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Plant Evolutionary Developmental Biology
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Book description

Compared to animals, plants have been largely neglected in evolutionary developmental biology. Mainstream research has focused on developmental genetics, while a rich body of knowledge in comparative morphology is still to be exploited. No integrated account is available. In this volume, Minelli fills this gap using the same approach he gave to animals, revisiting traditional concepts and providing an articulated analysis of genetic and molecular data. Topics covered include leaf complexity and the evolution of flower organs, handedness, branching patterns, flower symmetry and synorganization, and less conventional topics such as fractal patterns of plant organization. Also discussed is the hitherto neglected topic of the evolvability of temporal phenotypes like a plant's annual, biennial or perennial life cycle, flowering time and the timing of abscission of flower organs. This will be informative reading for anyone in the field of plant evo-devo, from students to lecturers and researchers.


'An evo-devo tour de force through the flowering plants, written with the exceptional clarity that we have come to expect of Alessandro Minelli. The book encompasses long-established ideas such as heterochrony, newer approaches based on families of developmental genes, and controversial concepts such as a botanical phylotypic stage and the possible saltational evolution of floral organs. And all the topics are discussed against the background of a modern phylogenetic tree of the angiosperms. Of the many fascinating evo-devo phenomena discussed, two of my favourites are the evolutionary reduction in complexity in parasitic plants that have completely lost the ability to photosynthesize, and developmental reversals of floral symmetry, for example from zygomorphic to actinomorphic and back again. This is a scholarly work with considerable attention to detail, yet at the same time it is immensely readable.'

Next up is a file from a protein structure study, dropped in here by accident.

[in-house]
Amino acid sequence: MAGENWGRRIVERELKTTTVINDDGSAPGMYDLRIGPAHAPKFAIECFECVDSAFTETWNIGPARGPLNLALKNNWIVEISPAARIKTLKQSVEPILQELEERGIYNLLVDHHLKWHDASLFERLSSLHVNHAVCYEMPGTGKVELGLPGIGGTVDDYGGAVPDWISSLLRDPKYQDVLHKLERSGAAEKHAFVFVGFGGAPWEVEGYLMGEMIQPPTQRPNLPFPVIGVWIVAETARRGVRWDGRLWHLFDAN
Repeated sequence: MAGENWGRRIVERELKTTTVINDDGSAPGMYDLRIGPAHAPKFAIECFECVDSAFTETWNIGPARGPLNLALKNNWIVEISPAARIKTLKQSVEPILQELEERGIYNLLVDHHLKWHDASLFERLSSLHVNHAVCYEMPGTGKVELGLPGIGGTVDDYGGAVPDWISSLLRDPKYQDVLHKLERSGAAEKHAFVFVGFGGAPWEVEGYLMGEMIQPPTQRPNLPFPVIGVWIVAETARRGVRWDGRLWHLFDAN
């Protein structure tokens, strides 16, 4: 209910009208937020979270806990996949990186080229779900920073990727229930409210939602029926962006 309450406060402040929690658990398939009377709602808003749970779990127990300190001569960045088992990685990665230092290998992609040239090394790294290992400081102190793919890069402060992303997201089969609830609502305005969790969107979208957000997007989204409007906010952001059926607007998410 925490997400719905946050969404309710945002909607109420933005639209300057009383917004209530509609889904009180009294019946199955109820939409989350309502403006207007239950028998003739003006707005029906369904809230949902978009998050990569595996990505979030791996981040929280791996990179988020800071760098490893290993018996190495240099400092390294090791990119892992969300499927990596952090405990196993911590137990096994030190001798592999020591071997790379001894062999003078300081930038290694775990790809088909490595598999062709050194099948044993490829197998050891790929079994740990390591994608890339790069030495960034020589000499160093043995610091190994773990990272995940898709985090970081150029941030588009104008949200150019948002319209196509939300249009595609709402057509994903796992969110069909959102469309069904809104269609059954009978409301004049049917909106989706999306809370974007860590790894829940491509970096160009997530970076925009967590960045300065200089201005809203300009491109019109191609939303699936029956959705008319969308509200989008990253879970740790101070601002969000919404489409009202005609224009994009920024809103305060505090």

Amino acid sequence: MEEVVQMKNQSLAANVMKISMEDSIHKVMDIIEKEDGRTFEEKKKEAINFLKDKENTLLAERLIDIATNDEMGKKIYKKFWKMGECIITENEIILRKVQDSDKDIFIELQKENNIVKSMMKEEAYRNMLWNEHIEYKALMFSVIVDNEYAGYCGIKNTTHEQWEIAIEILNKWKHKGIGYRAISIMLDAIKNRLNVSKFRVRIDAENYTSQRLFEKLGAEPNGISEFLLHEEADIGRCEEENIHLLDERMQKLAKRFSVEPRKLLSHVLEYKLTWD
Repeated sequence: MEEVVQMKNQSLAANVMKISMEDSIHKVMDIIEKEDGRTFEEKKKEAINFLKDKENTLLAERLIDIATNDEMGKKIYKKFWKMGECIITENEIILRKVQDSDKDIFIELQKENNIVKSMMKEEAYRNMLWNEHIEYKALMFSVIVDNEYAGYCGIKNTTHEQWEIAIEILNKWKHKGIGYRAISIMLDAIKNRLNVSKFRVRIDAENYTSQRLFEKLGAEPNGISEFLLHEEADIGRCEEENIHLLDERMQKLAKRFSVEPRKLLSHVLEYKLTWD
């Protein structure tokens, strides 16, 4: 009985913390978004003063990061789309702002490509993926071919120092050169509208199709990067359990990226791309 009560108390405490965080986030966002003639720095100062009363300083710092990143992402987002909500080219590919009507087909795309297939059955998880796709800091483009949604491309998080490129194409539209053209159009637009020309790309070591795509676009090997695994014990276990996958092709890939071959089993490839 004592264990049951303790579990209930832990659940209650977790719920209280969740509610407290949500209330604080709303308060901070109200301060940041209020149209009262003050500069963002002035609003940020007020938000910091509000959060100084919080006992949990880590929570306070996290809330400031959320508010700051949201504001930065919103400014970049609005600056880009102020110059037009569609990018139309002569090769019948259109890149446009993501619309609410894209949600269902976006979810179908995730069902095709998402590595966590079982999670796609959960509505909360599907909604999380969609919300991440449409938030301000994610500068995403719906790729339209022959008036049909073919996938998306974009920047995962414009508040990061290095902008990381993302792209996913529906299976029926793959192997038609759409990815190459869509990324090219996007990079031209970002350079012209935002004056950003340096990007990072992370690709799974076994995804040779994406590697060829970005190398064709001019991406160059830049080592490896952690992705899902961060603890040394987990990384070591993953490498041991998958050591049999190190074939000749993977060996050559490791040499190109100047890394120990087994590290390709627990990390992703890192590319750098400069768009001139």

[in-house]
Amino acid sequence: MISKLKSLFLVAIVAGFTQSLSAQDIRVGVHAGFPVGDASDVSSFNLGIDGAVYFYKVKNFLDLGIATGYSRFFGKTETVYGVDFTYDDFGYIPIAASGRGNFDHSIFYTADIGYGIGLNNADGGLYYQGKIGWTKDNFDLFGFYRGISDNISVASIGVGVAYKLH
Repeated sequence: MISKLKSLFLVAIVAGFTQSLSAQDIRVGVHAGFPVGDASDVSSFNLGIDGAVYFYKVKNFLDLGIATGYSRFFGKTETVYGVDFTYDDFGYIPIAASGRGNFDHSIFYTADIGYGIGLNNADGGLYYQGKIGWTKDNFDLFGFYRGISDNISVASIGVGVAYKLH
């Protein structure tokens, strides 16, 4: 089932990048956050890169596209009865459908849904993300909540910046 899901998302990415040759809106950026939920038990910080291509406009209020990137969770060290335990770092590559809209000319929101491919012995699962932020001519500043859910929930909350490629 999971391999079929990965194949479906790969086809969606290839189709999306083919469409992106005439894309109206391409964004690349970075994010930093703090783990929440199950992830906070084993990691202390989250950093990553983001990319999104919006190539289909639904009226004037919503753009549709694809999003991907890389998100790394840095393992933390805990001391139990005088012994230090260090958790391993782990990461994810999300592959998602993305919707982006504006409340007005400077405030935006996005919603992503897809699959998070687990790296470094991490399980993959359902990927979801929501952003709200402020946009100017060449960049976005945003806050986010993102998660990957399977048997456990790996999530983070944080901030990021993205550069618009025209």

Wallace Arthur - Emeritus Professor of Zoology, National University of Ireland, Galway

'It is a tour de force (94 pages of bibliography) and demonstrates the depth and enormous breadth of the literature examining gene expression in flowers and the various meristems of angiosperms. … Yes, as the publisher claims, this is a volume that will be useful, whether the reader is a student, lecturer, or engaged in research.'

Michael Christianson Source: The Quarterly Review of Biology

‘… this book is a valuable journey through the generalities of plant evo-devo with an added insight from an animal perspective … By bringing his zoological experience into the plant scenario, Minelli shows that communication between different evo-devo branches not only is useful and beneficial to encourage new research questions and experimental programs, but also that is necessary for gaining a better understanding of evolutionary processes.’

Source: Evolution

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